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Being an Active Ally

By: Trevor Mitchell | Mar, 8 2024
Diversity, Equity, Inclusion & Belonging

Photo Credit: Pexels.com

Over the past couple of years, I’ve found myself in several situations where I’m one of only a few white men in the room. I didn’t notice this at first, but when I did, I noted that this is what we are striving for, and  Diversity, Equity, Inclusion, and Belonging (DEIB) work does have good outcomes. But it is far from over. One recent example is when I attended the Texas Society of Association Executives (TSAE) Women’s Summit. The Women’s Summit is defined as: 

“The TSAE Women’s Summit convenes women working in the association industry to network, inspire one another, and have the opportunity to learn how to strengthen and support the leadership of women in association management. The summit will provide an experience that inspires women and men in the association community to participate and support the development of women as leaders.”

While this summit has occurred for several years, this year was the first I attended. My reasoning for not attending in the past was I didn’t want to intrude into a space designed for women to have the space and opportunities to discuss topics and issues that were important to them openly. While my intentions were genuine, I realized I could attend to show my support for and affirm those women around me. I can also better understand what’s impacting women and how I can better support them in my own life. 

As Chair of the TSAE Board of Directors, attending this year’s Women’s Summit was an honor to experience it along with the attendees. I still had my reservations going in. Here I was, one of three men in attendance, the only one not on staff, in a room of 120+ women. I had several things running through my mind. “How would they perceive me, a male, opening up at an event designed for women?” “How do I show up and participate while respecting the space of those around me?” “Are there times when I must step back and wait to be asked?” “And If I do that, how will it be perceived?”. To say I was mindful of my words and actions would be an understatement. I was downright concerned about not causing harm and respecting the individuals and environment this Women’s Summit created. Rather than let these thoughts impact my participation, I remembered that I had an opportunity to practice being an ally in this moment—something we may not always recognize.

We must continually assess our efforts and align our actions as we navigate our individual and organizational journeys in Diversity, Equity, Inclusion, and Belonging (DEIB). Through these DEIB assessments, we can identify, reframe, and change deep-seated notions that we have been indoctrinated with over time. It’s not an easy process that we must regularly undertake.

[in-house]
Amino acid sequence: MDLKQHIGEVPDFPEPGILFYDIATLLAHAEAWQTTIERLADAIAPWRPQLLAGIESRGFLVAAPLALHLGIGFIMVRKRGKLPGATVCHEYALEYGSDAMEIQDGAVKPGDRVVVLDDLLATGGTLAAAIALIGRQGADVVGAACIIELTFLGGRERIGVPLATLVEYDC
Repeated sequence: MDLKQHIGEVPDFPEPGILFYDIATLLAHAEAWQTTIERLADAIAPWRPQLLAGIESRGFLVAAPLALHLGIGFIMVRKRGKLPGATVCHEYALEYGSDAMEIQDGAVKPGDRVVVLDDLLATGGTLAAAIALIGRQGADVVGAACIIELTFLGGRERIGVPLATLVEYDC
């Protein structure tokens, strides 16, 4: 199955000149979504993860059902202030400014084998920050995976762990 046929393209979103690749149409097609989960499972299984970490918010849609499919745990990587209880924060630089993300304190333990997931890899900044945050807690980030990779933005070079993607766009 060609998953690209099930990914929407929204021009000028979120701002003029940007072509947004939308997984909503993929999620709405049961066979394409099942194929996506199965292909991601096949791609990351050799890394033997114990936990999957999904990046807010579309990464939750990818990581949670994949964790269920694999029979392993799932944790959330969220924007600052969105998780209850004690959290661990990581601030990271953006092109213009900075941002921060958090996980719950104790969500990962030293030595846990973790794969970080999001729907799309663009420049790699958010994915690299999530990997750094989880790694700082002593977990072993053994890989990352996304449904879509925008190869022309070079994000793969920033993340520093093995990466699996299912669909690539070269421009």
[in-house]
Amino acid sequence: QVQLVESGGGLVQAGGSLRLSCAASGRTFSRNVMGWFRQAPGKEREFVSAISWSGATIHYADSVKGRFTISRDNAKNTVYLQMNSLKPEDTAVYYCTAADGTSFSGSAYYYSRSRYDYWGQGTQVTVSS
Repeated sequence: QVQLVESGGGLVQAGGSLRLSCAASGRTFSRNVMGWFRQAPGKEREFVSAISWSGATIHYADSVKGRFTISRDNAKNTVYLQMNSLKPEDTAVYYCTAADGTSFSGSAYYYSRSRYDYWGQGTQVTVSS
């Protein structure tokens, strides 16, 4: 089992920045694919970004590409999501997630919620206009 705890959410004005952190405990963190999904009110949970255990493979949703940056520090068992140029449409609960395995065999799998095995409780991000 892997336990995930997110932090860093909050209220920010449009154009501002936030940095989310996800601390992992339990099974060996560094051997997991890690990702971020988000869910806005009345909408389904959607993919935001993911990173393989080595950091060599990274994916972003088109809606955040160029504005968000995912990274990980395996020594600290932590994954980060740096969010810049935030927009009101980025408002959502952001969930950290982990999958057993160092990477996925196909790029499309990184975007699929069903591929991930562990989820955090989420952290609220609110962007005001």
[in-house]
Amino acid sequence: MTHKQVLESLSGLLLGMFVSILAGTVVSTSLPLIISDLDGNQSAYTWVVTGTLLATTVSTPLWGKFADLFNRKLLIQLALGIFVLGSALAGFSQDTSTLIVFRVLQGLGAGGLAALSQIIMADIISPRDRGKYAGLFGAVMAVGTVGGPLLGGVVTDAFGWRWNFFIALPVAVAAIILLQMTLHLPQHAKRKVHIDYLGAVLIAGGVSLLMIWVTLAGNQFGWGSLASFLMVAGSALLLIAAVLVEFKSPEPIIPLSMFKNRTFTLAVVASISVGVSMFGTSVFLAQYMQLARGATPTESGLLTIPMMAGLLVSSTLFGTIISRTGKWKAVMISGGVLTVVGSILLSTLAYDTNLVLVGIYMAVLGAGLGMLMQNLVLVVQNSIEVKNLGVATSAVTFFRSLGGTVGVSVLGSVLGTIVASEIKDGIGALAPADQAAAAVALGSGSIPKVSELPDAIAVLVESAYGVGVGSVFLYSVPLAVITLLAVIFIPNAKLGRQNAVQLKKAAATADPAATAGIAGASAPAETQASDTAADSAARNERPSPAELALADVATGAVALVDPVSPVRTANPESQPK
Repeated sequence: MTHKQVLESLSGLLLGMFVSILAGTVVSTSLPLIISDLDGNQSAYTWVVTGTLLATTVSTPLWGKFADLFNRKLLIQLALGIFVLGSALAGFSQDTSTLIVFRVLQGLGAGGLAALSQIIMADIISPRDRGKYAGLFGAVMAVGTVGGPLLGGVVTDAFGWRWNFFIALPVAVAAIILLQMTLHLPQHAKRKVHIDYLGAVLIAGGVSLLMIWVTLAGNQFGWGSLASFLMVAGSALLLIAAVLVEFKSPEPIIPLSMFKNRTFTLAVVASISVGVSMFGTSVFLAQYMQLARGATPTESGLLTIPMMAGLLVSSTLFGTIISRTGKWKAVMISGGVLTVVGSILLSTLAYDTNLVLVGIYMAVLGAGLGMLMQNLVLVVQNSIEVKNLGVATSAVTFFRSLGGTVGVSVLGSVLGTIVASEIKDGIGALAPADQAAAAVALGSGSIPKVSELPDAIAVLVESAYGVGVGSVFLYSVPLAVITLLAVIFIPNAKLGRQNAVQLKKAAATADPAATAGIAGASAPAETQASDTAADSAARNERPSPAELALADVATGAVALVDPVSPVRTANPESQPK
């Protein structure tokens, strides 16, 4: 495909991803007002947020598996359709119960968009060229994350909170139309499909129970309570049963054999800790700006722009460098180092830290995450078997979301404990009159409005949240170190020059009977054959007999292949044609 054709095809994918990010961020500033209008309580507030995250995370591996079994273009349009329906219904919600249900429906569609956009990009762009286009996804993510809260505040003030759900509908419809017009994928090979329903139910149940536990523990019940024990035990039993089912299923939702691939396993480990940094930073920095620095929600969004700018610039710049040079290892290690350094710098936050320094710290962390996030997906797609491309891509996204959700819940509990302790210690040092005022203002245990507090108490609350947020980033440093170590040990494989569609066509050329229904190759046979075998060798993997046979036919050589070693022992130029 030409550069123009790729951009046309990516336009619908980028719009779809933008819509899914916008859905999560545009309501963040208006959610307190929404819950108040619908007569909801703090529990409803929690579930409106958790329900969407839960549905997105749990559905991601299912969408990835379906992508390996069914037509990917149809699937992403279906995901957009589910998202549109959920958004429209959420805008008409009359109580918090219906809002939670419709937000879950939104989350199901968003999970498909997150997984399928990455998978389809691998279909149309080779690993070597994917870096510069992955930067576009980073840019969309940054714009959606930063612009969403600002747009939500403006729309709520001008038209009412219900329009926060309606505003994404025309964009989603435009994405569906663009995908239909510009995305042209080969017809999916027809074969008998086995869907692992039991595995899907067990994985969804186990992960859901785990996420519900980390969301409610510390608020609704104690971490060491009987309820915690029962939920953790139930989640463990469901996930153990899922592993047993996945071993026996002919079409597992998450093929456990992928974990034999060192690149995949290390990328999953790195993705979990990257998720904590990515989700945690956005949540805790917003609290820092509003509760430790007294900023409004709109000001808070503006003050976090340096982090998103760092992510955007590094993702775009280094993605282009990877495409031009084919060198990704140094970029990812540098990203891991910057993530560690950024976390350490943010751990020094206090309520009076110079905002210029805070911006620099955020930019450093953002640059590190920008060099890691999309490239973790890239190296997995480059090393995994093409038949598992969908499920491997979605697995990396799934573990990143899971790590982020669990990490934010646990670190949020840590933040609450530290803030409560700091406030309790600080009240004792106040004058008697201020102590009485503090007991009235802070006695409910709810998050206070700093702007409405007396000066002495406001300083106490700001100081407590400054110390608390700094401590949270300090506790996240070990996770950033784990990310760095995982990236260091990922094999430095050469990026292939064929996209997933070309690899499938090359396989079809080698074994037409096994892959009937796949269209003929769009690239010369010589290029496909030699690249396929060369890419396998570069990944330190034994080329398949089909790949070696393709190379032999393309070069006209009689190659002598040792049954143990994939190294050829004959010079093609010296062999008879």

In my journey, I’ve found that self-assessment and individual reflection are vital for a leader to hone and utilize. One area of DEIB that continues to challenge me is being an ally and advocate for others. I struggle with questions such as “Am I doing enough?” “Was I supposed to do something I missed?” “Did I say or do something wrong?”. While on the surface, these seem like good self-assessment questions, and they are a place to start, they can also be debilitating. That feeling can lead us to avoid situations where we might be uncomfortable to say or do something that may not be interpreted as intended. Rather than speaking up and being active, it leads to being passive. To be true to our journeys in DEIB, we must practice what we are learning to improve ourselves and lead by example.

This experience reminded me of what I had learned about being an ally. During this conference, I practiced the following:

  • Listening and learning from the women around me to hear their points of view, experiences, struggles, and needs to support them. 
  • I spent time checking my privilege on what men may experience that is different from women and how I can potentially work to address this moving forward.
  • As someone who is in a leadership role, it’s typical that I find myself leading conversations. In this instance, I focused on being led by women in the conversation and avoiding dominating discussions or making it about me.  

I’m sure I wasn’t perfect, or there is something I could have done differently. But I wouldn’t have known if I didn’t have the opportunity to put my knowledge to work. While this was at an event designed for a specific identified gender, these practices can be applied to any area of DEIB. I’m committing to be more cognizant of applying these practices regularly and being a better ally and advocate for those around me. 

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